Robotic welding

TIG/Plasma welding cell

The CFAA has a robotic welding cell with 10 degrees of freedom targeted at processing large parts and complex geometries. This is a "C" structure cell in which the 6-axis anthropomorphic robot hangs from a tower with 2 axes which also has a workdesk offering 2 additional axes.

Welding technologies developed in this cell are Gas Tungsten Arc Welding (GTAW, also known as TIG) and Plasma Arc Welding (PAW). These technologies are accepted by the aeronautical sector because can generate high quality joints in terms of integrity. The robot also has monitoring sensors and process control systems such as laser tracking system and vision of the molten bath as well as a monitoring equipment of main parameters of welding process.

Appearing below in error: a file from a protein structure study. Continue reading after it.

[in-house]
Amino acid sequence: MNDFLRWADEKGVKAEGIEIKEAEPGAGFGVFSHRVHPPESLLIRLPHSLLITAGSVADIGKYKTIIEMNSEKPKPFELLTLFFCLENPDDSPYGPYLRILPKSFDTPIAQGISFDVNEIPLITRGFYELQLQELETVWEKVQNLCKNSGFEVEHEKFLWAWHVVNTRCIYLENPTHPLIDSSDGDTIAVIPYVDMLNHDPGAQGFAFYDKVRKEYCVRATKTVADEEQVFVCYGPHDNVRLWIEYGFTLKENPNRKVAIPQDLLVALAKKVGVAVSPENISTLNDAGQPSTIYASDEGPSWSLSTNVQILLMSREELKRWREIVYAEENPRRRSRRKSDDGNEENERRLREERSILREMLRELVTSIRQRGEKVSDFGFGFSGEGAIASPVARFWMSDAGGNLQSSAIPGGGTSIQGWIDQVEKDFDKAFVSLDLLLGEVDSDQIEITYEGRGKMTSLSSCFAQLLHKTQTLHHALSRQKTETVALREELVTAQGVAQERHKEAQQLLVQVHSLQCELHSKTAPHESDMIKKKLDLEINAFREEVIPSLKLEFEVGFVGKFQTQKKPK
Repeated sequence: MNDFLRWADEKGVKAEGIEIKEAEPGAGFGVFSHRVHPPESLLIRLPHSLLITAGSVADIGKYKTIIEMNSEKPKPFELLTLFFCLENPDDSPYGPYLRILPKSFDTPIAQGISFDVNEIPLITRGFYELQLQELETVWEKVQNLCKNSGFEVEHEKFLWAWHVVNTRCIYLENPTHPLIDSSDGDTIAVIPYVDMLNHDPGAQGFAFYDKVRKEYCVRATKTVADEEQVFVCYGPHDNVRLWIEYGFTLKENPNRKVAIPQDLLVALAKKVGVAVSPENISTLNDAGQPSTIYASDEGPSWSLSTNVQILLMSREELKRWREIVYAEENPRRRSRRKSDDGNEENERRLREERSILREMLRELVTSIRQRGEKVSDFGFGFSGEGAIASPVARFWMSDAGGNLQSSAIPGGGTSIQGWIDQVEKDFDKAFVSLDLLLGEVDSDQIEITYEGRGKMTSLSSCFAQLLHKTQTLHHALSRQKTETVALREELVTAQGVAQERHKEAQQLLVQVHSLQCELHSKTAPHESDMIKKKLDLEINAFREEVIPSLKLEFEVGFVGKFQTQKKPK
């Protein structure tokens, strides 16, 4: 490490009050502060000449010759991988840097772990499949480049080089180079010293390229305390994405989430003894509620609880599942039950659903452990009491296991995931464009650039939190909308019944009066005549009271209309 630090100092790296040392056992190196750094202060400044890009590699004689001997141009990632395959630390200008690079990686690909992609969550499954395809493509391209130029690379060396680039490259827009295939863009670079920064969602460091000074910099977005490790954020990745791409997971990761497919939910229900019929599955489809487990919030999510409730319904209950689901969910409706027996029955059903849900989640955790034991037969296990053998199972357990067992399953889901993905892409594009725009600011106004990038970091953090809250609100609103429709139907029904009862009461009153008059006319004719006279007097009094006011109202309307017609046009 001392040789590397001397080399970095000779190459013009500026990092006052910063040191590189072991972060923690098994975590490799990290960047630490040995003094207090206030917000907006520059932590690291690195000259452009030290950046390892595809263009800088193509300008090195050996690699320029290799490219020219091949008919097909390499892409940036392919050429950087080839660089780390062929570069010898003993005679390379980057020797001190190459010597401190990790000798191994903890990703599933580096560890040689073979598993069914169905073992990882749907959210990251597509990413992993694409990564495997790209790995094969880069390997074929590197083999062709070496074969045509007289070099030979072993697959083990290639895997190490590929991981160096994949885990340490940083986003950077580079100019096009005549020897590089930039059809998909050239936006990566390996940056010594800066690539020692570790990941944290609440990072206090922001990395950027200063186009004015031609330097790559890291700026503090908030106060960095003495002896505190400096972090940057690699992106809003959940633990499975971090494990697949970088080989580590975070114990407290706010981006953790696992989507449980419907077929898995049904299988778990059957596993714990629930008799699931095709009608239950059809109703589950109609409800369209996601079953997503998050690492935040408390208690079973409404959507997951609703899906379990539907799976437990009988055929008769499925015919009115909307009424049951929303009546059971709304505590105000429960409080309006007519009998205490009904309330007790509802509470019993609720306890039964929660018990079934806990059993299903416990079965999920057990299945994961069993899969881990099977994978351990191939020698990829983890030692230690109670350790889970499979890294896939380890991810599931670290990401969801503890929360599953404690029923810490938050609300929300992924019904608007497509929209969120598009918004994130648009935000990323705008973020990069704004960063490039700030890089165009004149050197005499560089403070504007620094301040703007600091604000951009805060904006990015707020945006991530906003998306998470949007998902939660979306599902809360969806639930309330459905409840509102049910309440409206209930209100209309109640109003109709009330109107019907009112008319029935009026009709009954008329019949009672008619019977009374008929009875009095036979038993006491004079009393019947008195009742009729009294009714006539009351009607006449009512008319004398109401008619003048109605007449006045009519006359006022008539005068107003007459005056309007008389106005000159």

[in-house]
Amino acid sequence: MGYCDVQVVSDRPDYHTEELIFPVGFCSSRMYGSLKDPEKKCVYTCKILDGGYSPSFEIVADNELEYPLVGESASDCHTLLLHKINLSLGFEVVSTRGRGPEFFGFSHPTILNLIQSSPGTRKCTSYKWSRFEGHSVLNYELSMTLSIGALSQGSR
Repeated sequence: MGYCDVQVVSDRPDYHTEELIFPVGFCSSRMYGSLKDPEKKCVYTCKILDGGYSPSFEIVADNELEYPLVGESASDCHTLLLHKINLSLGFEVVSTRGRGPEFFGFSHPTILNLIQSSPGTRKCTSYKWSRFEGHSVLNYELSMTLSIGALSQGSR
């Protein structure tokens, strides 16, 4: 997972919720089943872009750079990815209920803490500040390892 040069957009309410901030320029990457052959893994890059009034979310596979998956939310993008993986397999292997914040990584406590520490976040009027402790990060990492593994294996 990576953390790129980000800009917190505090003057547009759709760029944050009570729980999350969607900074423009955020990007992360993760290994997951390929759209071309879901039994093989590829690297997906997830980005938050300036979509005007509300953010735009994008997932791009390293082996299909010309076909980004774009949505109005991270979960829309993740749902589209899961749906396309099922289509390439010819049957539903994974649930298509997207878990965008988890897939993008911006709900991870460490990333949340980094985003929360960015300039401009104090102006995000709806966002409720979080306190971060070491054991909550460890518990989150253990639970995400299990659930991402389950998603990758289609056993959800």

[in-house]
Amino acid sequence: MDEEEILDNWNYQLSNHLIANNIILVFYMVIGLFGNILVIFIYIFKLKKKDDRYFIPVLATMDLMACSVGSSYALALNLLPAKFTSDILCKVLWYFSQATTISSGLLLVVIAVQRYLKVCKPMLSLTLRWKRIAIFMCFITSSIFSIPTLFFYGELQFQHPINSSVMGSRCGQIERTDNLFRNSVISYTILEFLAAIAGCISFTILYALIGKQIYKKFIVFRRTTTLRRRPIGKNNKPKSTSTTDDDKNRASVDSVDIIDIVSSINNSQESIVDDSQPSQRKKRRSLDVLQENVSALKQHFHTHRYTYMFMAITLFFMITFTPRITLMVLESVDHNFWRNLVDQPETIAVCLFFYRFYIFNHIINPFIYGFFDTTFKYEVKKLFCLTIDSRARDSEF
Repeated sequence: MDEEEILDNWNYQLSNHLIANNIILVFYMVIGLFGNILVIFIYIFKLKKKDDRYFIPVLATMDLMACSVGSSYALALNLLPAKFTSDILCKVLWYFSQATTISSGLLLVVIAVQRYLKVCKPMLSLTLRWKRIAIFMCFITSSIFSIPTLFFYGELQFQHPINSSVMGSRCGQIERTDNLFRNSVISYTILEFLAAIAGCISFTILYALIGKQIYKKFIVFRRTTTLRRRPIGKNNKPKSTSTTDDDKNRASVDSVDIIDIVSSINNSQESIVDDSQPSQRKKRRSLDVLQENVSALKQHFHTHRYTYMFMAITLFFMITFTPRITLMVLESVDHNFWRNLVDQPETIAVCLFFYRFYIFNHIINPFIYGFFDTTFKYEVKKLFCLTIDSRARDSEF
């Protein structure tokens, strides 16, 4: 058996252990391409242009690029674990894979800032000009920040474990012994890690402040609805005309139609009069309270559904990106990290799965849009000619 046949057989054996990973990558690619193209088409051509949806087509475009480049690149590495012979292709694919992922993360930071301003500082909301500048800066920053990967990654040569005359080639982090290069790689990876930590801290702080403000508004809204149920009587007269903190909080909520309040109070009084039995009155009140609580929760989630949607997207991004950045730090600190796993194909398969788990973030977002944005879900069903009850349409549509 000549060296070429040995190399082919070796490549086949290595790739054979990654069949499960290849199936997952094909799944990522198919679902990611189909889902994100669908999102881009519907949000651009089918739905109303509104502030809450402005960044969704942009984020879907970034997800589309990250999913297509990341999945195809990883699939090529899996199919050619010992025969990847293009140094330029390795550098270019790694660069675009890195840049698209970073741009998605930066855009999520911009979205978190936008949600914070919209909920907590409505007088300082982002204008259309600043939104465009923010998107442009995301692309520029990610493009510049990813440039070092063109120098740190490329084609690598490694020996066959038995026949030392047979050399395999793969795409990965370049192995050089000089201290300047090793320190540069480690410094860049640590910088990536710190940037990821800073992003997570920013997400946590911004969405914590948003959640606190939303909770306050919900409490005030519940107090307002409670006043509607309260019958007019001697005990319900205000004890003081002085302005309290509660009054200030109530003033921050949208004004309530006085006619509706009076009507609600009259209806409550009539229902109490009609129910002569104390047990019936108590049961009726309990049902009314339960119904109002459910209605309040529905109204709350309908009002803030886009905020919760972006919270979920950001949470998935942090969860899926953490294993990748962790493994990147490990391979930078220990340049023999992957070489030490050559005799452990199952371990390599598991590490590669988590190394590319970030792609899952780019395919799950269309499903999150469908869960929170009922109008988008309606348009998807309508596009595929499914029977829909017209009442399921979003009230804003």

This welding cell is applied to parts such as TBH (Tail Bearing Housing) located on the back side of the aircraft turbine.

Laser welding cell

The centre also has a robotic laser welding cell with a coaxial nozzle for making workpieces by depositing material (Laser Material Deposition, DML).

This technology enables high quality weld beads with minimal thermal damage in the workpiece. Despite not being an established welding technology in the aircraft industry, recent advances are allowing the use of it rather than better known technologies such as TIG and PAW.